Brian C Ross

Whitehead Institute for Biomedical Research, Cambridge, Massachusetts, United States

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Publications (2)9.66 Total impact

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    ABSTRACT: Recent studies of cellular networks have revealed modular organizations of genes and proteins. For example, in interactome networks, a module refers to a group of interacting proteins that form molecular complexes and/or biochemical pathways and together mediate a biological process. However, it is still poorly understood how biological information is transmitted between different modules. We have developed information flow analysis, a new computational approach that identifies proteins central to the transmission of biological information throughout the network. In the information flow analysis, we represent an interactome network as an electrical circuit, where interactions are modeled as resistors and proteins as interconnecting junctions. Construing the propagation of biological signals as flow of electrical current, our method calculates an information flow score for every protein. Unlike previous metrics of network centrality such as degree or betweenness that only consider topological features, our approach incorporates confidence scores of protein-protein interactions and automatically considers all possible paths in a network when evaluating the importance of each protein. We apply our method to the interactome networks of Saccharomyces cerevisiae and Caenorhabditis elegans. We find that the likelihood of observing lethality and pleiotropy when a protein is eliminated is positively correlated with the protein's information flow score. Even among proteins of low degree or low betweenness, high information scores serve as a strong predictor of loss-of-function lethality or pleiotropy. The correlation between information flow scores and phenotypes supports our hypothesis that the proteins of high information flow reside in central positions in interactome networks. We also show that the ranks of information flow scores are more consistent than that of betweenness when a large amount of noisy data is added to an interactome. Finally, we combine gene expression data with interaction data in C. elegans and construct an interactome network for muscle-specific genes. We find that genes that rank high in terms of information flow in the muscle interactome network but not in the entire network tend to play important roles in muscle function. This framework for studying tissue-specific networks by the information flow model can be applied to other tissues and other organisms as well.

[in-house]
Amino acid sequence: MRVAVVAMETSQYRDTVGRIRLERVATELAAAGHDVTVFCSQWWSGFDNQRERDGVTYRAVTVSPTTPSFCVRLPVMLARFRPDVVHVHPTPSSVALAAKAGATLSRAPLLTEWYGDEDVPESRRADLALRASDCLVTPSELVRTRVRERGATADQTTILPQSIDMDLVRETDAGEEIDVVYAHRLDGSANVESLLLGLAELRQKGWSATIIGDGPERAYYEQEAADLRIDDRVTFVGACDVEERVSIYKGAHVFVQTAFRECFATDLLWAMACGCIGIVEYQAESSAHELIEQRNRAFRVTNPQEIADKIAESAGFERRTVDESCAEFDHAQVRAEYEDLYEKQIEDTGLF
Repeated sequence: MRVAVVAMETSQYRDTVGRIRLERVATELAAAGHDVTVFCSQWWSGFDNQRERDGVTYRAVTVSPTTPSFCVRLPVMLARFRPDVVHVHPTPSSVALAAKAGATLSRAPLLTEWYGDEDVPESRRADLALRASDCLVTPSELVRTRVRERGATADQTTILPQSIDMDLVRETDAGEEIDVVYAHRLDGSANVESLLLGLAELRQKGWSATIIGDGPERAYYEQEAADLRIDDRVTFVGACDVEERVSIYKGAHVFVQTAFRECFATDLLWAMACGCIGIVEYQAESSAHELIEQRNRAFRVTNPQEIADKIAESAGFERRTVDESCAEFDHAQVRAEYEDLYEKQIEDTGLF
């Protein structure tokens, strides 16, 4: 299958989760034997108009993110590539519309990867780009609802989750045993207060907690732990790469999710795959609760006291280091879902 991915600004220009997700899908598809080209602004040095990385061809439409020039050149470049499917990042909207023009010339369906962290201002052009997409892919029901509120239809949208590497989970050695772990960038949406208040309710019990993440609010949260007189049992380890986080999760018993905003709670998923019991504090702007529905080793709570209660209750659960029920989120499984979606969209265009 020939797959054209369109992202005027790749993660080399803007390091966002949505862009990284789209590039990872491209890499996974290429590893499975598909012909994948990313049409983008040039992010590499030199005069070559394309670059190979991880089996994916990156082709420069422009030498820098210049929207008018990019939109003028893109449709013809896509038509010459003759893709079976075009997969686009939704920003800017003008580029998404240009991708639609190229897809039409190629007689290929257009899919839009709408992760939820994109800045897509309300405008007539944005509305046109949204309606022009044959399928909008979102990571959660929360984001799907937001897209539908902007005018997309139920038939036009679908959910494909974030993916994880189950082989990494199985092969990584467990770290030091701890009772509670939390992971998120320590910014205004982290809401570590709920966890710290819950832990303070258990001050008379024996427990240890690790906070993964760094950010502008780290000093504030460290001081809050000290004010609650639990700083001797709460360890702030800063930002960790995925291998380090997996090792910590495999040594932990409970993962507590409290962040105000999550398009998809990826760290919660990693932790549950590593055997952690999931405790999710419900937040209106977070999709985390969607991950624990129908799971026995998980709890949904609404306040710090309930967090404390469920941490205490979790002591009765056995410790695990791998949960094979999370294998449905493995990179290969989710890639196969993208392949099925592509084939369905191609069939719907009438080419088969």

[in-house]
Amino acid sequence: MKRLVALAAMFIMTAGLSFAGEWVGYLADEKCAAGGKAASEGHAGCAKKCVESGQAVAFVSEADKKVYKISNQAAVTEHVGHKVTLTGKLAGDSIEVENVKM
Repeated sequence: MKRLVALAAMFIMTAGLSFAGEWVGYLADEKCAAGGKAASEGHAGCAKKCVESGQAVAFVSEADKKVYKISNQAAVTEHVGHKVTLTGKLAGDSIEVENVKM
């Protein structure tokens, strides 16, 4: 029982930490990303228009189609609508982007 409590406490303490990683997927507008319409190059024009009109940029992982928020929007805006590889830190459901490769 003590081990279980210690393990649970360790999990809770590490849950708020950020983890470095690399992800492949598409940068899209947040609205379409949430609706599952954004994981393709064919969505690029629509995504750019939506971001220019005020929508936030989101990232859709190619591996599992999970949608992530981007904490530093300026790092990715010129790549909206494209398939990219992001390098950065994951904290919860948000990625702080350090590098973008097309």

PLoS Computational Biology 05/2009; 5(4):e1000350. DOI:10.1371/journal.pcbi.1000350 · 4.83 Impact Factor
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    ABSTRACT: Author Summary In a biological system, some genes play single roles while others perform multiple functions. How can we determine which genes are multi-functional? An informative way for probing gene functions is to eliminate the expression of a given gene and observe the phenotypic consequences. RNAi techniques have enabled the generation of genome-wide phenotypic data. Conventionally, genes are clustered into mutually exclusive categories according to the observed defects following RNAi. However, assigning genes that may play multiple roles exclusively into a single category is arbitrary. This paper works out a computational approach that categorizes genes while allowing assignment of genes with complex phenotypes into multiple categories. We apply this approach to genes involved in cell divisions of C. elegans early embryos, and find that about half of these genes can be assigned to more than one functional category. This approach has allowed the identification of previously undiscovered gene functions. We also find that genes playing many roles in early embryos tend to reside in central positions in protein networks. Our approach can be used to perform functional annotations based on phenotypic data in other systems and to identify genes that coordinate multiple biological functions.
    PLoS Computational Biology 03/2008; 4(2):e1000003. DOI:10.1371/journal.pcbi.1000003 · 4.83 Impact Factor